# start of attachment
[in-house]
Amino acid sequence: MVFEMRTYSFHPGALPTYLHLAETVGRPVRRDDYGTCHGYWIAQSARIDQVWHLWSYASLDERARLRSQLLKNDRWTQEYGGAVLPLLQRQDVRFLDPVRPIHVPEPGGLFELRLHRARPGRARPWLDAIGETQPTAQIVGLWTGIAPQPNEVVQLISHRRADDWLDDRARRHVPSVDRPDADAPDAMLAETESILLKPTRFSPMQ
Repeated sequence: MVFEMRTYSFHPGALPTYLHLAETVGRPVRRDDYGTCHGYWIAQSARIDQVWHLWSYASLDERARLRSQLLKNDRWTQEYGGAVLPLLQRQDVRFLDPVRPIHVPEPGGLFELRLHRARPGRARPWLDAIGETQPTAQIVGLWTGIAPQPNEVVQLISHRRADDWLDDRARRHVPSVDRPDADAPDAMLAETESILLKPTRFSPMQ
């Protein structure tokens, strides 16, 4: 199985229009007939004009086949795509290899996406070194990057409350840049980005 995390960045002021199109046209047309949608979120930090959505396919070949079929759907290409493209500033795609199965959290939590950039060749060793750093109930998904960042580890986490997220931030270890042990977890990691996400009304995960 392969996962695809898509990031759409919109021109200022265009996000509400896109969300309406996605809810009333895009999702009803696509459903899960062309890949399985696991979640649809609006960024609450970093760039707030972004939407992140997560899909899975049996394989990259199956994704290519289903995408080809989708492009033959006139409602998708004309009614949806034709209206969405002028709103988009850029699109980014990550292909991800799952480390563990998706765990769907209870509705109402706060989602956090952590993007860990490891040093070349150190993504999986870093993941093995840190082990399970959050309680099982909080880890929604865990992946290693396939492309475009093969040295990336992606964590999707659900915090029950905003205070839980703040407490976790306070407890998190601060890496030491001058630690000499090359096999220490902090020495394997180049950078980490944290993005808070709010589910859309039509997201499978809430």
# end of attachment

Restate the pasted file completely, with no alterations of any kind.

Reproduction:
[in-house]
Amino acid sequence: MVFEMRTYSFHPGALPTYLHLAETVGRPVRRDDYGTCHGYWIAQSARIDQVWHLWSYASLDERARLRSQLLKNDRWTQEYGGAVLPLLQRQDVRFLDPVRPIHVPEPGGLFELRLHRARPGRARPWLDAIGETQPTAQIVGLWTGIAPQPNEVVQLISHRRADDWLDDRARRHVPSVDRPDADAPDAMLAETESILLKPTRFSPMQ
Repeated sequence: MVFEMRTYSFHPGALPTYLHLAETVGRPVRRDDYGTCHGYWIAQSARIDQVWHLWSYASLDERARLRSQLLKNDRWTQEYGGAVLPLLQRQDVRFLDPVRPIHVPEPGGLFELRLHRARPGRARPWLDAIGETQPTAQIVGLWTGIAPQPNEVVQLISHRRADDWLDDRARRHVPSVDRPDADAPDAMLAETESILLKPTRFSPMQ
């Protein structure tokens, strides 16, 4: 199985229009007939004009086949795509290899996406070194990057409350840049980005 995390960045002021199109046209047309949608979120930090959505396919070949079929759907290409493209500033795609199965959290939590950039060749060793750093109930998904960042580890986490997220931030270890042990977890990691996400009304995960 392969996962695809898509990031759409919109021109200022265009996000509400896109969300309406996605809810009333895009999702009803696509459903899960062309890949399985696991979640649809609006960024609450970093760039707030972004939407992140997560899909899975049996394989990259199956994704290519289903995408080809989708492009033959006139409602998708004309009614949806034709209206969405002028709103988009850029699109980014990550292909991800799952480390563990998706765990769907209870509705109402706060989602956090952590993007860990490891040093070349150190993504999986870093993941093995840190082990399970959050309680099982909080880890929604865990992946290693396939492309475009093969040295990336992606964590999707659900915090029950905003205070839980703040407490976790306070407890998190601060890496030491001058630690000499090359096999220490902090020495394997180049950078980490944290993005808070709010589910859309039509997201499978809430």